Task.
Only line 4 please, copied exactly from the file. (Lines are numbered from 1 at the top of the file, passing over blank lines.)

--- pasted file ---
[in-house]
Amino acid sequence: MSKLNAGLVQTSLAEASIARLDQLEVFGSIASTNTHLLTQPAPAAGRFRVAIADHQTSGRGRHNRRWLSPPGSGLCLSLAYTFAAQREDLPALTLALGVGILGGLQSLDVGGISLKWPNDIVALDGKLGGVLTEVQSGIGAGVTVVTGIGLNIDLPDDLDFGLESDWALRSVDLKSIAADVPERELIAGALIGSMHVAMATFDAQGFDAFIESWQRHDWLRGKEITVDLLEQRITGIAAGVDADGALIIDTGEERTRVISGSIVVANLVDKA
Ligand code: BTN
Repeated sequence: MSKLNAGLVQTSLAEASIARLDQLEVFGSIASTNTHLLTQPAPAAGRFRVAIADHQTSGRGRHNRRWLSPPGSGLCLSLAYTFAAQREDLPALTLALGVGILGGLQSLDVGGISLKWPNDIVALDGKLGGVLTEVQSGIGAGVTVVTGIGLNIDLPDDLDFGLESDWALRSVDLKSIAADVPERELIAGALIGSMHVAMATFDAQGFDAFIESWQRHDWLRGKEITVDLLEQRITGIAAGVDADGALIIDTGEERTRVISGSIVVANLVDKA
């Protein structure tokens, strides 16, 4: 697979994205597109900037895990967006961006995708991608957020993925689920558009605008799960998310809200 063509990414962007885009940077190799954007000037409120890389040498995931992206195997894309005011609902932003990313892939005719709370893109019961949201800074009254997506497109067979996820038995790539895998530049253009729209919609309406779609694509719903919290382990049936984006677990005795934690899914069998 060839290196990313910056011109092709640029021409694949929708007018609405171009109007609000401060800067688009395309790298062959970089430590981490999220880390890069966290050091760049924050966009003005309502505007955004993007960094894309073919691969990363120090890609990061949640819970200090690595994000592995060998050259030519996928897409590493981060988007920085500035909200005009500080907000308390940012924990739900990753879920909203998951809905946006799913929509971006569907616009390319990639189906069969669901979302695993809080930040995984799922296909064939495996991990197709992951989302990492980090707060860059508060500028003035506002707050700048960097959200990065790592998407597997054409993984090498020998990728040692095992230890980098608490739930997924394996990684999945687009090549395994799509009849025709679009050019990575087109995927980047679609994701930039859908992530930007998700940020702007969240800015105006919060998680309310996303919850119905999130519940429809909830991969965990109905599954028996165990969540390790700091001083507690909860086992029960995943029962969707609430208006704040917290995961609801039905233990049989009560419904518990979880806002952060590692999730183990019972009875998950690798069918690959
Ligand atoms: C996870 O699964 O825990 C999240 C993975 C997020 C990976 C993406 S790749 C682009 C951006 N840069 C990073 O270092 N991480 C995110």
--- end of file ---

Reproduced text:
Repeated sequence: MSKLNAGLVQTSLAEASIARLDQLEVFGSIASTNTHLLTQPAPAAGRFRVAIADHQTSGRGRHNRRWLSPPGSGLCLSLAYTFAAQREDLPALTLALGVGILGGLQSLDVGGISLKWPNDIVALDGKLGGVLTEVQSGIGAGVTVVTGIGLNIDLPDDLDFGLESDWALRSVDLKSIAADVPERELIAGALIGSMHVAMATFDAQGFDAFIESWQRHDWLRGKEITVDLLEQRITGIAAGVDADGALIIDTGEERTRVISGSIVVANLVDKA